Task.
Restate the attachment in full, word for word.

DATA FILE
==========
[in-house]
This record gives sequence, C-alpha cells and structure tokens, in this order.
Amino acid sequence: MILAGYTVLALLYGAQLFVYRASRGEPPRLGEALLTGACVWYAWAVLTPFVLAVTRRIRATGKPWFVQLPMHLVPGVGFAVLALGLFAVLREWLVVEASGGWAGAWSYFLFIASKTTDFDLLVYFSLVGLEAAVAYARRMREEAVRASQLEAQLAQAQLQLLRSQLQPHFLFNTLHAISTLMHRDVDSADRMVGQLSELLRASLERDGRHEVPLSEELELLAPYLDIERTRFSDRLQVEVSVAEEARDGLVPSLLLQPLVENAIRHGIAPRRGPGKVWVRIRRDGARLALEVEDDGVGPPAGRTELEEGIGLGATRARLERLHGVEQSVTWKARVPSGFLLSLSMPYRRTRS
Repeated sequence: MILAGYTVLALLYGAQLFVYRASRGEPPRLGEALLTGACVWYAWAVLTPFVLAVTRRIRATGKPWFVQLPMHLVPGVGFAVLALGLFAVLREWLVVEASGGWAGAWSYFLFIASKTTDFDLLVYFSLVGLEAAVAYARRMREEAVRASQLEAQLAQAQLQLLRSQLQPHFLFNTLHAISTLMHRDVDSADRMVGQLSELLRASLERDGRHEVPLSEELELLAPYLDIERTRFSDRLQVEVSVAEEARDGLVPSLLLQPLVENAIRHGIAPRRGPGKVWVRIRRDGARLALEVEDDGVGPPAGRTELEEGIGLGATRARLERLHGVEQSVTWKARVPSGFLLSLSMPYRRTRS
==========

[in-house]
This record gives sequence, C-alpha cells and structure tokens, in this order.
Amino acid sequence: MILAGYTVLALLYGAQLFVYRASRGEPPRLGEALLTGACVWYAWAVLTPFVLAVTRRIRATGKPWFVQLPMHLVPGVGFAVLALGLFAVLREWLVVEASGGWAGAWSYFLFIASKTTDFDLLVYFSLVGLEAAVAYARRMREEAVRASQLEAQLAQAQLQLLRSQLQPHFLFNTLHAISTLMHRDVDSADRMVGQLSELLRASLERDGRHEVPLSEELELLAPYLDIERTRFSDRLQVEVSVAEEARDGLVPSLLLQPLVENAIRHGIAPRRGPGKVWVRIRRDGARLALEVEDDGVGPPAGRTELEEGIGLGATRARLERLHGVEQSVTWKARVPSGFLLSLSMPYRRTRS
Repeated sequence: MILAGYTVLALLYGAQLFVYRASRGEPPRLGEALLTGACVWYAWAVLTPFVLAVTRRIRATGKPWFVQLPMHLVPGVGFAVLALGLFAVLREWLVVEASGGWAGAWSYFLFIASKTTDFDLLVYFSLVGLEAAVAYARRMREEAVRASQLEAQLAQAQLQLLRSQLQPHFLFNTLHAISTLMHRDVDSADRMVGQLSELLRASLERDGRHEVPLSEELELLAPYLDIERTRFSDRLQVEVSVAEEARDGLVPSLLLQPLVENAIRHGIAPRRGPGKVWVRIRRDGARLALEVEDDGVGPPAGRTELEEGIGLGATRARLERLHGVEQSVTWKARVPSGFLLSLSMPYRRTRS